Business Leaders Praise Bermuda’s Resiliency

October 15, 2016

After taking a direct hit by Hurricane Nicole – one of the strongest storms on record to pass over Bermuda in modern times — the island was back in business in short order, with the airport re-opening, a cruise ship arriving, and businesses back serving customers.

“We’ve stressed our resilience before, and we can attest to it once again,” said Bermuda Business Development CEO Ross Webber.

“Bermuda has a fully robust infrastructure that caters to the modern needs of international business. We’re strong, united and very different to other offshore centres. I’m proud to see this community get up and running within hours of such a direct hurricane hit.”

Cruise ship docked in Hamilton today:

Sirena Bermuda October 15 2016

“Without minimising the effects that certain residents and businesses are facing, primarily as a result of flooding, it is fair to say the island came through this strong hurricane relatively unscathed,” noted John Wight, President of the Bermuda Chamber of Commerce.

“One contributing factor to this outcome is that Bermuda residents have learnt from past events and have done an impressive job of preparing and protecting their assets. Another undeniable factor is the robustness of both the building structures and the building codes in Bermuda.”

“Bermuda is extremely resilient, with very strong building codes and a culture of preparedness,” said Bradley Kading, President and Executive Director of the Association of Bermuda Insurers and Reinsurers [ABIR].

“Bermudians protect themselves, uniformly prepare for storms, and help their neighbours afterwards. Everyone uses insurance—which protects people and property and leads to a faster recovery with an economic stimulus. In this way, the island is a role model for other jurisdictions.”

First flight arrives only 24 hours after hurricane’s closest approach:

“It’s remarkable that one day after a major hurricane strike, Bermuda is open for business, helping finance disaster risk worldwide, and poised to welcome back business visitors and vacationers alike,” said Stephen Weinstein, General Counsel of ABIR member RenaissanceRe.

Mr Weinstein thanked the Government, the Ministry of National Security, the Emergency Measures Organisation, Bermuda Police Service, BELCO, and the Regiment “who prepared us for the storm, communicated about it effectively, and have led a rapid cleanup and recovery effort.”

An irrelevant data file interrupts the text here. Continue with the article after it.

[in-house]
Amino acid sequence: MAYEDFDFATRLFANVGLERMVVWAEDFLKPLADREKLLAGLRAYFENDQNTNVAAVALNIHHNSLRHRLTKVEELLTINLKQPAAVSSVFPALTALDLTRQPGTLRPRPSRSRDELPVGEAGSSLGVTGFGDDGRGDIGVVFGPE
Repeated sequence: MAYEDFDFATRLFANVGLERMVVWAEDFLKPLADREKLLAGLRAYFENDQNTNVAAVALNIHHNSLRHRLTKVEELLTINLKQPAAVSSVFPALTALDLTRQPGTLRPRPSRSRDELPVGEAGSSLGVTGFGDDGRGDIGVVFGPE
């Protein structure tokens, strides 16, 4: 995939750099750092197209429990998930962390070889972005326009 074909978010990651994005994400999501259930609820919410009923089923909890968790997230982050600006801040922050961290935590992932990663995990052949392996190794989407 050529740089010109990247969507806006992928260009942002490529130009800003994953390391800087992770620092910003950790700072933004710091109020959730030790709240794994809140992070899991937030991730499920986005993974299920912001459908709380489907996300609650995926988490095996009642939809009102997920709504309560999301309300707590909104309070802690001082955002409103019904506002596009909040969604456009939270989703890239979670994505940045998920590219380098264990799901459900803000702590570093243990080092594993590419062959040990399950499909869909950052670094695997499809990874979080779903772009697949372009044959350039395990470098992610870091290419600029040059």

Mr Weinstein added that one of the most impressive things about the island’s rebound was that all residents benefitted from storm-safe homes.

“The island’s building codes and practices, resilient infrastructure and ethos of community preparation served us all very well yet again, and that’s why Hurricane Nicole was not a human disaster,” he said.

“As we see the growing human toll from other recent hurricane landfalls, we hope Bermuda can provide an example so that other island and coastal residents can be equally safe from these kind of storms in the future.”

For our ongoing live updates on Hurricane Nicole click here, and for all coverage of Nicole click here.

click here Bermuda Hurricane Nicole

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Comments (4)

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  1. Ann says:

    A very well managed hurricane by all services, Thank you to all! Our OBA government was on top of everything the whole way through, Minister Baron did a fabulous job, he reminded me of the past, being on the street and taking part!

    • Good job by those who dedicate their lives to keeping us safe.
      Politics had nothing to do with it, all they do is repeat what was told to them by de weather experts.
      LMFAO

  2. mmm says:

    It would be good to know if our neighbours to the south have similar building codes, perhaps in Haiti they cannot afford to build from limestone, coral rock or cement block. Each country has its own natural resources from which it builds. Hopefully someone can share with me what is used in other caribbean nations.

    • sage says:

      Carter House didn’t have building codes and it is still standing. Thank the Planning Dept. for codes which result in a 10 foot square bathroom costing like $50,000 to build.